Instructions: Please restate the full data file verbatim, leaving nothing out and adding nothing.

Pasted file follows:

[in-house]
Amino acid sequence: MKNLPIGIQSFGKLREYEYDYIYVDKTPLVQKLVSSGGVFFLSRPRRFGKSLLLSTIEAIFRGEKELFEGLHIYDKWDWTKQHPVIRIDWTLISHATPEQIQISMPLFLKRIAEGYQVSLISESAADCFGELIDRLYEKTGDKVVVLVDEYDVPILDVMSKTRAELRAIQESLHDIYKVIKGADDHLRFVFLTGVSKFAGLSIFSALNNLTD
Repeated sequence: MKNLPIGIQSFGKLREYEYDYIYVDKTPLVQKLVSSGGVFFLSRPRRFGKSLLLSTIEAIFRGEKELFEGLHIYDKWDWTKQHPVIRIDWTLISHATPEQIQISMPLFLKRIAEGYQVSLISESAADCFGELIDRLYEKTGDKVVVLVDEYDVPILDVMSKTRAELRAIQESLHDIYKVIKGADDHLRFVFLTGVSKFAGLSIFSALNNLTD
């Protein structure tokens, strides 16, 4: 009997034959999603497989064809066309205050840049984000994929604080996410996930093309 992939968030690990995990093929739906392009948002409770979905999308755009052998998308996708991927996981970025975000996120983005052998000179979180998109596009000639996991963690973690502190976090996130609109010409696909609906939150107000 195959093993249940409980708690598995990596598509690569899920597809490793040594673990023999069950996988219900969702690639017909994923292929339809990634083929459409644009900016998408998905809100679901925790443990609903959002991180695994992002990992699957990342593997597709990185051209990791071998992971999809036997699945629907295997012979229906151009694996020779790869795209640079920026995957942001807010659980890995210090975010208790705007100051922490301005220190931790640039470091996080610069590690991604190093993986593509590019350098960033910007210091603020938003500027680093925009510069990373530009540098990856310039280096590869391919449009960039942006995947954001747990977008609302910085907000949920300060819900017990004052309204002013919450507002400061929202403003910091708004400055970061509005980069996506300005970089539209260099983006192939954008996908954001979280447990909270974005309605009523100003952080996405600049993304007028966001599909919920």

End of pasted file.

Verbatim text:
[in-house]
Amino acid sequence: MKNLPIGIQSFGKLREYEYDYIYVDKTPLVQKLVSSGGVFFLSRPRRFGKSLLLSTIEAIFRGEKELFEGLHIYDKWDWTKQHPVIRIDWTLISHATPEQIQISMPLFLKRIAEGYQVSLISESAADCFGELIDRLYEKTGDKVVVLVDEYDVPILDVMSKTRAELRAIQESLHDIYKVIKGADDHLRFVFLTGVSKFAGLSIFSALNNLTD
Repeated sequence: MKNLPIGIQSFGKLREYEYDYIYVDKTPLVQKLVSSGGVFFLSRPRRFGKSLLLSTIEAIFRGEKELFEGLHIYDKWDWTKQHPVIRIDWTLISHATPEQIQISMPLFLKRIAEGYQVSLISESAADCFGELIDRLYEKTGDKVVVLVDEYDVPILDVMSKTRAELRAIQESLHDIYKVIKGADDHLRFVFLTGVSKFAGLSIFSALNNLTD
């Protein structure tokens, strides 16, 4: 009997034959999603497989064809066309205050840049984000994929604080996410996930093309 992939968030690990995990093929739906392009948002409770979905999308755009052998998308996708991927996981970025975000996120983005052998000179979180998109596009000639996991963690973690502190976090996130609109010409696909609906939150107000 195959093993249940409980708690598995990596598509690569899920597809490793040594673990023999069950996988219900969702690639017909994923292929339809990634083929459409644009900016998408998905809100679901925790443990609903959002991180695994992002990992699957990342593997597709990185051209990791071998992971999809036997699945629907295997012979229906151009694996020779790869795209640079920026995957942001807010659980890995210090975010208790705007100051922490301005220190931790640039470091996080610069590690991604190093993986593509590019350098960033910007210091603020938003500027680093925009510069990373530009540098990856310039280096590869391919449009960039942006995947954001747990977008609302910085907000949920300060819900017990004052309204002013919450507002400061929202403003910091708004400055970061509005980069996506300005970089539209260099983006192939954008996908954001979280447990909270974005309605009523100003952080996405600049993304007028966001599909919920």